Alderman Are Moving Forward With Plan to Rename Balbo Drive

The Balbo Monument. Photo: Rich Hein, Sun-Times
The Balbo Monument. Photo: Rich Hein, Sun-Times

[I publish a weekly transportation column in the Chicago Reader. We syndicate the column on Streetsblog Chicago after it comes out online. This particular column is a bit off-topic for Streetsblog, but I thought it would still be of interest to some of our readers.]

In spite of backlash from members of the local Italian-American community, Chicago aldermen are proceeding with their proposal to rename Balbo Drive and move or modify the Balbo Monument, memorials to a henchman of fascist dictator Benito Mussolini. The tributes were added shortly after Italo Balbo, a leader of the Blackshirts paramilitary units and later Mussolini’s air commander, landed at Chicago’s 1933 Century of Progress World’s Fair with a squadron of 24 seaplanes.

In the wake of the racist violence surrounding the Unite the Right rally last month in Charlottesville, Virginia, southwest-side alderman Ed Burke and northwest-side alderman Gilbert Villegas told the Sun-Times that they planned to push for renaming the roadway and removing the monument. The latter, located near Soldier Field, is a 2,000-year-old Roman pillar donated by Mussolini, according to its inscription, “in the 11th year of the Fascist era.” Soon afterward, downtown aldermen Sophia King and Brendan Reilly announced support for relocating the column and renaming the drive after a “worthy” Italian-American from Chicago.

Since then the anti-Balbo movement has gained steam. On August 24, about 50 anti-fascist protesters held a demonstration at the column. And an online petition now calls for the drive to be renamed for Saint Frances Cabrini, an Italian immigrant to Chicago who founded dozens of institutions to serve the sick and needy. It had garnered more than 300 signatures as of Monday afternoon.

Villegas’s policy director, Justin Heath, said last month that the aldermen hoped to introduce an ordinance for the removals at an August 21 City Council meeting. But they tabled the measure due to a packed legislative agenda that day, and were instead planning to propose it this month.

Heath said King and Reilly will have the final say on the new street name, since the current Balbo Drive runs through their wards. He added that the aldermen were leaning toward installing a sign next to the monument to explain why a gift from a fascist dictator stands on Chicago’s lakefront. This would be a far cheaper alternative to transporting the ancient pillar to another location such as a museum.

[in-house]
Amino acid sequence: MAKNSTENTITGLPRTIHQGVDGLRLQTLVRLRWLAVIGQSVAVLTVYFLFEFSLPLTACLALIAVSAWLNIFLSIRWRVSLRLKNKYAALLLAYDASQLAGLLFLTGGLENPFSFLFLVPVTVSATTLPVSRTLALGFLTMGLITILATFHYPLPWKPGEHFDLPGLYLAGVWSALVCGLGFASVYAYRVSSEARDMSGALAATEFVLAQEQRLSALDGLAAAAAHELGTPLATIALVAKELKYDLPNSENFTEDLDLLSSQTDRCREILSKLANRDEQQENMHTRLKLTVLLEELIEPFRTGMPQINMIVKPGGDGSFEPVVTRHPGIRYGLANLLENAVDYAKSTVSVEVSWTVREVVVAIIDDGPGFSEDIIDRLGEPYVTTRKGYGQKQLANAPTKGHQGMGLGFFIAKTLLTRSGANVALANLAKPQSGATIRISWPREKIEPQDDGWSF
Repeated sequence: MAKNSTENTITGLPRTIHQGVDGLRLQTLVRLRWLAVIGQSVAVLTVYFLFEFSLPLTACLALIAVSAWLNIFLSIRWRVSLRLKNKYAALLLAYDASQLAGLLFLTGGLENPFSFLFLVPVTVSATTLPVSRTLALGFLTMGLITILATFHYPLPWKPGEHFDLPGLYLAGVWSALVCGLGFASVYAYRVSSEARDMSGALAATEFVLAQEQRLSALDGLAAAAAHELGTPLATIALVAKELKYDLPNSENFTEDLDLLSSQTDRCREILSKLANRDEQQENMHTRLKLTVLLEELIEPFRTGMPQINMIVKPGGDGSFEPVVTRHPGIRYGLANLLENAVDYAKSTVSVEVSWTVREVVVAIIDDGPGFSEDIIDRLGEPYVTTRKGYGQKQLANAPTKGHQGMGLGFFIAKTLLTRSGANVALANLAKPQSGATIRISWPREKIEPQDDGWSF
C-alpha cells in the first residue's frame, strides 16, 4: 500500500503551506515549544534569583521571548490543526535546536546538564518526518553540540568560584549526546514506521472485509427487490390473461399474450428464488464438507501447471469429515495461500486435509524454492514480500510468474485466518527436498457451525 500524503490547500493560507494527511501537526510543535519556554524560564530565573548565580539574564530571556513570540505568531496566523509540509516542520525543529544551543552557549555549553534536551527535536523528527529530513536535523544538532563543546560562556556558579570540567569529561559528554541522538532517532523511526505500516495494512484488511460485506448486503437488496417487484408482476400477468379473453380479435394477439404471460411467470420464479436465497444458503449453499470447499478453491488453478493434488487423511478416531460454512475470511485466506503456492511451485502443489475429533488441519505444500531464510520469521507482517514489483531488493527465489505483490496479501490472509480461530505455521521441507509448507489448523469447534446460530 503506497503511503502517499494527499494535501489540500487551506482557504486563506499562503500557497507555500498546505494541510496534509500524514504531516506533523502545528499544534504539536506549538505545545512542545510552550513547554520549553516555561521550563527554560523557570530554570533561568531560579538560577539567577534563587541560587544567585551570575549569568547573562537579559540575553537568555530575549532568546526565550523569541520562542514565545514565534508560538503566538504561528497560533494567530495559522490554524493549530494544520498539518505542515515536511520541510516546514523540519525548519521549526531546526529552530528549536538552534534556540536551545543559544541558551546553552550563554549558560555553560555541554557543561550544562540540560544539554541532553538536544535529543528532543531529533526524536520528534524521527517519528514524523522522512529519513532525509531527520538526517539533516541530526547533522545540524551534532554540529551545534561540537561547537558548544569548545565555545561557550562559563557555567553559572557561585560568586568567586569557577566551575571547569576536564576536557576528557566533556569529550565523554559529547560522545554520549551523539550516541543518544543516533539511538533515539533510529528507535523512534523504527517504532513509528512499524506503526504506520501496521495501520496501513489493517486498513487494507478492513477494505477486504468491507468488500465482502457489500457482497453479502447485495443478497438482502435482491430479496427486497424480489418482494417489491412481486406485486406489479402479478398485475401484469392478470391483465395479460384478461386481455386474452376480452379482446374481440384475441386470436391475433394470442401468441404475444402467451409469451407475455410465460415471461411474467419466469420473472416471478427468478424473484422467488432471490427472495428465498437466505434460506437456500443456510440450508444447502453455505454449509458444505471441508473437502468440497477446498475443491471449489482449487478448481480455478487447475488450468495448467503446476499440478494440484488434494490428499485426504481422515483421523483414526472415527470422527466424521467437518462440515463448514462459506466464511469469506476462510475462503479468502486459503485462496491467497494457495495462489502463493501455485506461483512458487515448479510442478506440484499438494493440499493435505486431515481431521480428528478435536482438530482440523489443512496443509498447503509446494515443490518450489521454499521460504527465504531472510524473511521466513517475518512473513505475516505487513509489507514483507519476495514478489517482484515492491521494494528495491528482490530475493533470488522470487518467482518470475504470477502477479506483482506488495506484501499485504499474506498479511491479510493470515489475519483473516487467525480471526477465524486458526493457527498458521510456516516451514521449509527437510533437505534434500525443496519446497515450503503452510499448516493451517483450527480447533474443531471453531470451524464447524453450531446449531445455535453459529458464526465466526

Last week King’s assistant Prentice Butler said his office had no updates, adding, “Obviously this is a very sensitive subject given the particular time period we’re in in our nation’s history, so we’re giving this subject a lot of thought.”

Burke, Reilly, and the Chicago Park District (which owns the monument) didn’t respond to recent requests for updates on their positions.

Enza Ranieri, president of the Joint Civic Committee of Italian Americans, told me she has been in talks with aldermen about the column, but wasn’t aware of the upcoming ordinance. “I’m open to making sure that we come to terms with a plaque that will work for everyone.”

Amateur historian Don Fiore, who previously voiced opposition to the removals, says he’s in favor of the addition of the sign. “It can explain why the monument is there, with a strong repudiation of fascism, and a reflection on how quickly the course of history can change,” he says. “In 1933 Italy was considered a close friend of the U.S.”

However, civic committee president emeritus Dominic DiFrisco, who published an op-ed in the Sun-Times on September 9 defending Balbo’s legacy, says there will be payback if the aldermen move forward with their plan to rename the street. “We can show our disdain and disrespect for the aldermen who support for this ordinance at the voting booth,” he says. “Hopefully more intelligent minds will prevail.”